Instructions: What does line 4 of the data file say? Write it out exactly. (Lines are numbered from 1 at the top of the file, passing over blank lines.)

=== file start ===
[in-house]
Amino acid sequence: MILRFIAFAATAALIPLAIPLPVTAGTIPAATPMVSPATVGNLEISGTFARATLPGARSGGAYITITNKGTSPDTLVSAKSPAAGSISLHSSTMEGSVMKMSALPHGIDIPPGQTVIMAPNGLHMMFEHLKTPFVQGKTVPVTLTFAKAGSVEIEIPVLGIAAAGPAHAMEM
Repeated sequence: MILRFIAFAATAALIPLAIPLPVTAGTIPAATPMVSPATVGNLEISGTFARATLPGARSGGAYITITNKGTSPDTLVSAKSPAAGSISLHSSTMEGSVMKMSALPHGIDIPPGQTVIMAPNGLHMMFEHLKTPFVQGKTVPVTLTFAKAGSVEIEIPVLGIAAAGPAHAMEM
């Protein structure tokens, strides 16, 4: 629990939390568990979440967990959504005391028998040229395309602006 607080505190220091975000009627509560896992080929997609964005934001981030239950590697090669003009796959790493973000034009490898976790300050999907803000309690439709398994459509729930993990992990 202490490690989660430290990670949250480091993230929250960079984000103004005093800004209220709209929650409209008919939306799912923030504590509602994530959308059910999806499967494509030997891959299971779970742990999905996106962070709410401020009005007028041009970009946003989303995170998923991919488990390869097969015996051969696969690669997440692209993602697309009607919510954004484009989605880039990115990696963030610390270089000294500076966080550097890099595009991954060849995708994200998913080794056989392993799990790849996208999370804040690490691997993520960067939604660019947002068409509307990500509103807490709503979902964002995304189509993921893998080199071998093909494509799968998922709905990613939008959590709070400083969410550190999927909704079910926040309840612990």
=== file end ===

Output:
């Protein structure tokens, strides 16, 4: 629990939390568990979440967990959504005391028998040229395309602006 607080505190220091975000009627509560896992080929997609964005934001981030239950590697090669003009796959790493973000034009490898976790300050999907803000309690439709398994459509729930993990992990 202490490690989660430290990670949250480091993230929250960079984000103004005093800004209220709209929650409209008919939306799912923030504590509602994530959308059910999806499967494509030997891959299971779970742990999905996106962070709410401020009005007028041009970009946003989303995170998923991919488990390869097969015996051969696969690669997440692209993602697309009607919510954004484009989605880039990115990696963030610390270089000294500076966080550097890099595009991954060849995708994200998913080794056989392993799990790849996208999370804040690490691997993520960067939604660019947002068409509307990500509103807490709503979902964002995304189509993921893998080199071998093909494509799968998922709905990613939008959590709070400083969410550190999927909704079910926040309840612990």